Are You Ready for REAL ID?

Hook Law News | Jan 27, 2020 | Jennifer S. Rossettini

The REAL ID Act, passed by Congress in 2005, established minimum security standards for license issuance and production as a result of the 9/11 Commission’s recommendation that the Federal Government “set standards for the issuance of sources of identification.”  By October 1, 2020, everyone must have a REAL ID card, or an acceptable alternative, if they wish to travel by commercial aircraft or access federal facilities.  A few Virginia DMV “horror stories” heard around the office lately prompted this article to make sure you are ready for REAL ID.

All applicants for a REAL ID compliant credential must apply in person at the Virginia Department of Motor Vehicles.  Even if you currently hold a valid Virginia driver’s license, you must apply in person for a REAL ID, and provide physical documentation of your identity, legal presence, full Social Security number, Virginia residency (two proofs required), and, if applicable, name change.

Your name must appear the same on all of your proof documents.  If your name does not appear the same on all proof documents, you will be asked to provide additional documentation to connect the names, such as a marriage certificate (a marriage license is not acceptable), divorce decree (if the divorce decree provides for the name change) and/or court order.  Documents submitted for proof of identity must include your full legal name and your date of birth, and can include: official birth document issued by a U.S. State, jurisdiction, or territory; valid unexpired U.S. Passport or U.S. Passport card; U.S. Certificate of Naturalization or Citizenship.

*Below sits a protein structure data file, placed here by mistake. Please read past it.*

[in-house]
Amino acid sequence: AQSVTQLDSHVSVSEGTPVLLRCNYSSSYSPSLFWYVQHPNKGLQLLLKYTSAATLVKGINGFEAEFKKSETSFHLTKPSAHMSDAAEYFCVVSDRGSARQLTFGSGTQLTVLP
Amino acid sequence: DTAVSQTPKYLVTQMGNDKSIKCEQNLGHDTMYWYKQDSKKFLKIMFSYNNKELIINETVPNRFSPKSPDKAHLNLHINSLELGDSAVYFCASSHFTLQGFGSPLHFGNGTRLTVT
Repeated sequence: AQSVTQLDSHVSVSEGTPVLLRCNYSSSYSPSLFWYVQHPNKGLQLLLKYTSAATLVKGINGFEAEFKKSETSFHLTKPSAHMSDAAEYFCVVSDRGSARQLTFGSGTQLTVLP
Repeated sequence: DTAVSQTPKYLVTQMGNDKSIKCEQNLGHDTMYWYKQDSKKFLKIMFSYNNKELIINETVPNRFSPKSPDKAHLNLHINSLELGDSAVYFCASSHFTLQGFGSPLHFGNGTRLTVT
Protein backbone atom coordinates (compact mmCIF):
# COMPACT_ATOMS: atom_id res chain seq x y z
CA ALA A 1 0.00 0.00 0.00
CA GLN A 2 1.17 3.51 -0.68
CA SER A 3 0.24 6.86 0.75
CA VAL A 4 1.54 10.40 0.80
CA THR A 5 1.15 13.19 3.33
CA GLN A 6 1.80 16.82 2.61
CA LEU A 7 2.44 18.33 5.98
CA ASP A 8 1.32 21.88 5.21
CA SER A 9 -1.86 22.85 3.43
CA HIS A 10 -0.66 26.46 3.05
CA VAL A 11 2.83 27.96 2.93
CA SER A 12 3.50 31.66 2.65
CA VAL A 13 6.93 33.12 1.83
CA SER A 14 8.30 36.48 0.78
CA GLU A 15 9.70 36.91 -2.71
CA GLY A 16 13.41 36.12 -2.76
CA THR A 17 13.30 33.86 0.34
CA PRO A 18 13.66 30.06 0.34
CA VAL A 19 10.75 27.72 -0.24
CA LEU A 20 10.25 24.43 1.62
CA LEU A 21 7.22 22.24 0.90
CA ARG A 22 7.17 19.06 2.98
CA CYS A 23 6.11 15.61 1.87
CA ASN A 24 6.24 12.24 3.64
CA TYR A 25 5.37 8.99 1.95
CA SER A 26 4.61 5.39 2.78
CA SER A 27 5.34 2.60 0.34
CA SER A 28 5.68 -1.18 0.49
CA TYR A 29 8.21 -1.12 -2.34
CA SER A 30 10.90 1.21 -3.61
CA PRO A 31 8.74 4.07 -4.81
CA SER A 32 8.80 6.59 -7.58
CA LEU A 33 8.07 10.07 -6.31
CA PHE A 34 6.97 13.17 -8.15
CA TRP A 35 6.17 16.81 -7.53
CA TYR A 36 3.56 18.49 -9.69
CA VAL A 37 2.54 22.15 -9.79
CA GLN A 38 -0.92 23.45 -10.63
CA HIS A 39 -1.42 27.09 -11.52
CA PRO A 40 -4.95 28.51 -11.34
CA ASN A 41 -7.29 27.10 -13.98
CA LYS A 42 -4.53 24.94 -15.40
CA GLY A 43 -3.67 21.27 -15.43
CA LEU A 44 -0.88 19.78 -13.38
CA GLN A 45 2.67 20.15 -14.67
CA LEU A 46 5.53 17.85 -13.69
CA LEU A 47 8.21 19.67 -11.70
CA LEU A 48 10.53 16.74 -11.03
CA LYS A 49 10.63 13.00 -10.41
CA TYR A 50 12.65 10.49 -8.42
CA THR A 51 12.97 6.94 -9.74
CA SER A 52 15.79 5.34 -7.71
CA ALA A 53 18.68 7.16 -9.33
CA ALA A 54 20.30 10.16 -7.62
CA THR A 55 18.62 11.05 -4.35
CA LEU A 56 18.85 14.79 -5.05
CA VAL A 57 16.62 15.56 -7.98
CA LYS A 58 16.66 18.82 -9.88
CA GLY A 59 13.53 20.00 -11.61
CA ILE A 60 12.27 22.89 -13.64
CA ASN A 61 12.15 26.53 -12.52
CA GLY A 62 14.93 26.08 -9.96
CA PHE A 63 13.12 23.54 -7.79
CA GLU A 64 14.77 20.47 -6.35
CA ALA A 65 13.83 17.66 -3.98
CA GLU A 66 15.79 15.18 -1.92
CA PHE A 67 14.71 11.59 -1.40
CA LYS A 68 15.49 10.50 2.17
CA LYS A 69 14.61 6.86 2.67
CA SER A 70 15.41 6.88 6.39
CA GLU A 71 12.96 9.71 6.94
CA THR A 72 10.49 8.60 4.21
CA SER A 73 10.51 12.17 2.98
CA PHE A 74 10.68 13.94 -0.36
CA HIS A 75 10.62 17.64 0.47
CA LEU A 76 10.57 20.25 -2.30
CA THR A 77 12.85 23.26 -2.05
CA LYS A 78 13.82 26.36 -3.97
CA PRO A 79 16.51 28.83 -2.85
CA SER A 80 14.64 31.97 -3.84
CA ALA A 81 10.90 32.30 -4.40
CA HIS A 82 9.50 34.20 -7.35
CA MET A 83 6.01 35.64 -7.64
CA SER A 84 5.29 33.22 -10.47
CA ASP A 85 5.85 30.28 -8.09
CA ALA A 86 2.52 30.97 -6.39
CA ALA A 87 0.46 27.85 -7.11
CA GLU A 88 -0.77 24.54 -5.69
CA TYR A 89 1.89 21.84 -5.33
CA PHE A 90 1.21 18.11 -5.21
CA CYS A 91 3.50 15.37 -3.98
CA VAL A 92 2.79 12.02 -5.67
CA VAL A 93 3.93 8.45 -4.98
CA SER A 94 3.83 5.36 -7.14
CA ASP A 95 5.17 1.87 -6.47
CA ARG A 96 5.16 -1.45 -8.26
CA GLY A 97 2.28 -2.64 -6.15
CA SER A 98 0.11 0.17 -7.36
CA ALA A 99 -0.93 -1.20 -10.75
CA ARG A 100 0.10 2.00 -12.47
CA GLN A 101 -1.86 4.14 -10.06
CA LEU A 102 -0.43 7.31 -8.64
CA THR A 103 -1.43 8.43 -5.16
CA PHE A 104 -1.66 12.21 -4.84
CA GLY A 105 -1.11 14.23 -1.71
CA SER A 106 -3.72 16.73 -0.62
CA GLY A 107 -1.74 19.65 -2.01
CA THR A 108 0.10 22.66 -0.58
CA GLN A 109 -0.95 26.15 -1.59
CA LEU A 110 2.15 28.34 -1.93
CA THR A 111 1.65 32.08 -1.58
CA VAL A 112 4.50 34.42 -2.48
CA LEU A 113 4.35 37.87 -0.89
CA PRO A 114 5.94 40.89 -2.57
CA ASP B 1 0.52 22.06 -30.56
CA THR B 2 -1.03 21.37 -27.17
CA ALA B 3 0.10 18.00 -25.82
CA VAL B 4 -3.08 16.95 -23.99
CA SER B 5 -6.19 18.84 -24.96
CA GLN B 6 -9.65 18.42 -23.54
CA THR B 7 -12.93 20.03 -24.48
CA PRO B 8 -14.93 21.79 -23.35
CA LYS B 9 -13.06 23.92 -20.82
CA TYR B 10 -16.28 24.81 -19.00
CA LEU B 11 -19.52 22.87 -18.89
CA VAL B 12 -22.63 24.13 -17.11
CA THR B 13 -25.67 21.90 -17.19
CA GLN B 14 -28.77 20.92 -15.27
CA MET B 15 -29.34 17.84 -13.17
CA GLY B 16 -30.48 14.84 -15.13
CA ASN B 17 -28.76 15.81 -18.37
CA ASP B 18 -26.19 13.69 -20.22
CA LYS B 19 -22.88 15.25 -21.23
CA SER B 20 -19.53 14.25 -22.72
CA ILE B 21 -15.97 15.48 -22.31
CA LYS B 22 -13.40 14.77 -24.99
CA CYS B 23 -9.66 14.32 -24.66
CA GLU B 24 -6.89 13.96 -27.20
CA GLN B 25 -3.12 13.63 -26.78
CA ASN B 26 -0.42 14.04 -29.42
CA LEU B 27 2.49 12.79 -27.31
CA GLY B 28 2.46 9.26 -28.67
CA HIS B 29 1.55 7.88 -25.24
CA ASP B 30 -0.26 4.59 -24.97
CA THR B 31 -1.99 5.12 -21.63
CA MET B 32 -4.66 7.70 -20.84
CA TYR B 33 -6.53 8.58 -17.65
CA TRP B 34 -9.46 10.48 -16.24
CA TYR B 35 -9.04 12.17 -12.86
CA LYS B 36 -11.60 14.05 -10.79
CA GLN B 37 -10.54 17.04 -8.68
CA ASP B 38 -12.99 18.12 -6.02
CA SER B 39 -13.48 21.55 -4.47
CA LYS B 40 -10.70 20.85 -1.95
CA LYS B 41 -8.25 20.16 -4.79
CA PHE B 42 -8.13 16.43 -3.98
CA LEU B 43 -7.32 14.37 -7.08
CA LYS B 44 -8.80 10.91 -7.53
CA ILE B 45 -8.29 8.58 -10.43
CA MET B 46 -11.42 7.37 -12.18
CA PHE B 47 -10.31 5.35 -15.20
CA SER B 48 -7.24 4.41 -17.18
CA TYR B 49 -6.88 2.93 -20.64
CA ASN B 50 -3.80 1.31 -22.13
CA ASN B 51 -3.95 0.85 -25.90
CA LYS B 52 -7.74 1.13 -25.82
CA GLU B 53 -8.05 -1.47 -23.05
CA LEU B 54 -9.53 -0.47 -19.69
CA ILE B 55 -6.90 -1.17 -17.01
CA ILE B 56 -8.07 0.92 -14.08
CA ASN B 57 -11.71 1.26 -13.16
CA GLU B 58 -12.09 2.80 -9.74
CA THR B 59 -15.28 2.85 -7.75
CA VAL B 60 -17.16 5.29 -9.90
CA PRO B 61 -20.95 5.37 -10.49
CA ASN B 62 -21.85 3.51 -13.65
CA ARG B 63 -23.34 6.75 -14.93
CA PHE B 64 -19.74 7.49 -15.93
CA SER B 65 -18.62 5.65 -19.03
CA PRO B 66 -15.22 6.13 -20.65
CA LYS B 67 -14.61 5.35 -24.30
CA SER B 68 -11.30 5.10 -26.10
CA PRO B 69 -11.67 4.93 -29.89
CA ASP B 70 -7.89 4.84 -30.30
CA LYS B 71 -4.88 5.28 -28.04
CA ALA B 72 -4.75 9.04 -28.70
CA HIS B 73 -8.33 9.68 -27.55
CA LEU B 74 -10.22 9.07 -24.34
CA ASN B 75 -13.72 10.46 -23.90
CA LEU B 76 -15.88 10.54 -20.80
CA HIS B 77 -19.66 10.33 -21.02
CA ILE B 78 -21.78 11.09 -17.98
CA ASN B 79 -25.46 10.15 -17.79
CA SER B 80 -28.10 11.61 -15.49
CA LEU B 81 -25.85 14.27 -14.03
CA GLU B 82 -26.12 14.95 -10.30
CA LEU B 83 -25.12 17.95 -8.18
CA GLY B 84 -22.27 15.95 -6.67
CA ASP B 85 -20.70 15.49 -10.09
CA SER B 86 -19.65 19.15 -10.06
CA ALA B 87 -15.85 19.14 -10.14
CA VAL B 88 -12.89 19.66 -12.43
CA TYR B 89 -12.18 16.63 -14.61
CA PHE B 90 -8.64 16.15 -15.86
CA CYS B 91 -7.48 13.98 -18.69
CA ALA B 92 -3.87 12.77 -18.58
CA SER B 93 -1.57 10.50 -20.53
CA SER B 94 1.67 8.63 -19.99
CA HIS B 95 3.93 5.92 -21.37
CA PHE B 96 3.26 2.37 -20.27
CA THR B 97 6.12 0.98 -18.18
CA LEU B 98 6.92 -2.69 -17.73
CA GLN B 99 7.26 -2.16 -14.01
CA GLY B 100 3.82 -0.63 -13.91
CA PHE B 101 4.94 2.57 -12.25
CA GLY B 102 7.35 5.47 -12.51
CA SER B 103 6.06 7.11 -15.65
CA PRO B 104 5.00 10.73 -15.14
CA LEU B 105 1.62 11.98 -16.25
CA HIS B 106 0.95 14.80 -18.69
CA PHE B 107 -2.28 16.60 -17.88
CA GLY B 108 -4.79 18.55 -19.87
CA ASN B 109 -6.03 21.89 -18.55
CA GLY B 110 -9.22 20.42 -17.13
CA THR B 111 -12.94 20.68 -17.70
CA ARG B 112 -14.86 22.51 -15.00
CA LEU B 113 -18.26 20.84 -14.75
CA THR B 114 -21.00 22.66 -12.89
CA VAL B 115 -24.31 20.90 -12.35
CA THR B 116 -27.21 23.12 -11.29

All first time applicants or applicants whose Virginia credential has expired or been suspended, revoked or cancelled, will need to present proof of legal presence in the forms described above or listed here for proof of identity.  For proof of Virginia residency, you must choose one from the primary list and one another from either the primary list or secondary list.  Some examples include: deed, mortgage statement or lease; voter registration card; Virginia driver’s license; and utility bills.

Although your Social Security number will not be displayed on your REAL ID, Virginia law requires that proof of it be submitted to DMV.  The proof you provide must show your name and all nine digits of your Social Security number.  Examples of acceptable documents include your Social Security card, W-2 form, or payroll stub.

Applicants who successfully complete the process will receive a temporary driving permit or an ID card receipt.  Your new license or ID card will be mailed within 7 to 10 days and will display a star in the top right corner.

Of course, if you choose not to apply for a REAL ID, you may still use your standard driver’s license or ID to drive, vote or register to vote, verify your identity at banks, utility companies and retail stores, and apply for federal benefits.  Also, as long as you have an alternative form of federally acceptable identification, such as a valid U.S. Passport, a U.S. Department of Defense ID Card, a Transportation Worker Identification Credential, etc., you may use it to board commercial aircraft and access federal facilities.